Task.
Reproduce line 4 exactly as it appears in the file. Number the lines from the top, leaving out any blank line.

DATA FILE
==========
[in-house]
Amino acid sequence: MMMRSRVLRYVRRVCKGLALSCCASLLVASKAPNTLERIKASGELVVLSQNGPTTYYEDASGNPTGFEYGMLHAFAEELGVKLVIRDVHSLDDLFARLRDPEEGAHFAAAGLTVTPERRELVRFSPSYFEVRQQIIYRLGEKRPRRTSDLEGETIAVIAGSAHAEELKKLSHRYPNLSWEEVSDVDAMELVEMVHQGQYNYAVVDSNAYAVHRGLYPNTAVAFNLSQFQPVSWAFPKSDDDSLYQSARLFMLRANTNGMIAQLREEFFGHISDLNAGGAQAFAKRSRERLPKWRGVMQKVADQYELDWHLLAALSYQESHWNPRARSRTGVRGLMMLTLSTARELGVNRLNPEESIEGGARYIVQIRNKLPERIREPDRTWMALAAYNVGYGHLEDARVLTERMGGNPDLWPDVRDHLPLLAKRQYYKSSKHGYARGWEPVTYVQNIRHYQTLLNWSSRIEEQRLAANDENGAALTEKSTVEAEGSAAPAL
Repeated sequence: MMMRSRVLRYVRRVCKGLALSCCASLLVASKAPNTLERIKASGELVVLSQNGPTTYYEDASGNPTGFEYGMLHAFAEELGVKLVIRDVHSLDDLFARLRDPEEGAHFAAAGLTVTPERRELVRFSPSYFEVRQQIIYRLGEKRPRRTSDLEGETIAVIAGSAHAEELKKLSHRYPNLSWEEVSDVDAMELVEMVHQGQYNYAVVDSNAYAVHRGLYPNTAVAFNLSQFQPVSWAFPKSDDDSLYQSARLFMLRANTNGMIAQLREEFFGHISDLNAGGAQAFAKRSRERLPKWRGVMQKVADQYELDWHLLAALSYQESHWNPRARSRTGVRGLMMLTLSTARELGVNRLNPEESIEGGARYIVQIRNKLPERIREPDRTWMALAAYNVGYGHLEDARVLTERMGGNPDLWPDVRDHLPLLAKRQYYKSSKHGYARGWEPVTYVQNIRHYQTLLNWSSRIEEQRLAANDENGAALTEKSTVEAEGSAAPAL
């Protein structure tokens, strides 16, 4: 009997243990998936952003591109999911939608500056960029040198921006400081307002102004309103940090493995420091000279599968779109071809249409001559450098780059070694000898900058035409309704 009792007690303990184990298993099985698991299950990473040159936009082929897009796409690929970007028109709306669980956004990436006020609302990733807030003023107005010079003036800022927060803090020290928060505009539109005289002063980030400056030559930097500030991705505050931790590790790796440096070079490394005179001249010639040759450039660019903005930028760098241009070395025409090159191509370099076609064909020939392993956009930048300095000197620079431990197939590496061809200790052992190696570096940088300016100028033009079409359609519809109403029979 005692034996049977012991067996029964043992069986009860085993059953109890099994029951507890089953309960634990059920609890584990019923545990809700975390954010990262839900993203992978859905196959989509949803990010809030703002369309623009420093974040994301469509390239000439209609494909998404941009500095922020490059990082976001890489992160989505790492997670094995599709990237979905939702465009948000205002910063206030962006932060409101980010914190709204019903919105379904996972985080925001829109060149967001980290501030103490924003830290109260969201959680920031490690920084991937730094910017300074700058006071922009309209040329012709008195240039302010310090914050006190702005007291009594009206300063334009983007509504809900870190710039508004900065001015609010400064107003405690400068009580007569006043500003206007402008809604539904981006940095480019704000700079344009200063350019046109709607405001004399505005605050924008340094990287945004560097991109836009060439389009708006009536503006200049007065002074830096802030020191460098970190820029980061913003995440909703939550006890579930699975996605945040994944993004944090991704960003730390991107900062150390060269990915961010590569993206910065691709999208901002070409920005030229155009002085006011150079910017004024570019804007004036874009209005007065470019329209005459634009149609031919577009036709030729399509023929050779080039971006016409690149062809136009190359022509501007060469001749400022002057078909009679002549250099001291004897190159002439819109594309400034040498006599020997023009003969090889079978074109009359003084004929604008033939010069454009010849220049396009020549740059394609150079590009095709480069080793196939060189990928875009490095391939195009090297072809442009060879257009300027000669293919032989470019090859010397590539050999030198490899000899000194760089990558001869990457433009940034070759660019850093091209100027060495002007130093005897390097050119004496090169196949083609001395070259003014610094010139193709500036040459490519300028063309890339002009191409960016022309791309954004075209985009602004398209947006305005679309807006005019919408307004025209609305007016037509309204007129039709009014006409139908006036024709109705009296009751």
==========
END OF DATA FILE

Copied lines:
């Protein structure tokens, strides 16, 4: 009997243990998936952003591109999911939608500056960029040198921006400081307002102004309103940090493995420091000279599968779109071809249409001559450098780059070694000898900058035409309704 009792007690303990184990298993099985698991299950990473040159936009082929897009796409690929970007028109709306669980956004990436006020609302990733807030003023107005010079003036800022927060803090020290928060505009539109005289002063980030400056030559930097500030991705505050931790590790790796440096070079490394005179001249010639040759450039660019903005930028760098241009070395025409090159191509370099076609064909020939392993956009930048300095000197620079431990197939590496061809200790052992190696570096940088300016100028033009079409359609519809109403029979 005692034996049977012991067996029964043992069986009860085993059953109890099994029951507890089953309960634990059920609890584990019923545990809700975390954010990262839900993203992978859905196959989509949803990010809030703002369309623009420093974040994301469509390239000439209609494909998404941009500095922020490059990082976001890489992160989505790492997670094995599709990237979905939702465009948000205002910063206030962006932060409101980010914190709204019903919105379904996972985080925001829109060149967001980290501030103490924003830290109260969201959680920031490690920084991937730094910017300074700058006071922009309209040329012709008195240039302010310090914050006190702005007291009594009206300063334009983007509504809900870190710039508004900065001015609010400064107003405690400068009580007569006043500003206007402008809604539904981006940095480019704000700079344009200063350019046109709607405001004399505005605050924008340094990287945004560097991109836009060439389009708006009536503006200049007065002074830096802030020191460098970190820029980061913003995440909703939550006890579930699975996605945040994944993004944090991704960003730390991107900062150390060269990915961010590569993206910065691709999208901002070409920005030229155009002085006011150079910017004024570019804007004036874009209005007065470019329209005459634009149609031919577009036709030729399509023929050779080039971006016409690149062809136009190359022509501007060469001749400022002057078909009679002549250099001291004897190159002439819109594309400034040498006599020997023009003969090889079978074109009359003084004929604008033939010069454009010849220049396009020549740059394609150079590009095709480069080793196939060189990928875009490095391939195009090297072809442009060879257009300027000669293919032989470019090859010397590539050999030198490899000899000194760089990558001869990457433009940034070759660019850093091209100027060495002007130093005897390097050119004496090169196949083609001395070259003014610094010139193709500036040459490519300028063309890339002009191409960016022309791309954004075209985009602004398209947006305005679309807006005019919408307004025209609305007016037509309204007129039709009014006409139908006036024709109705009296009751």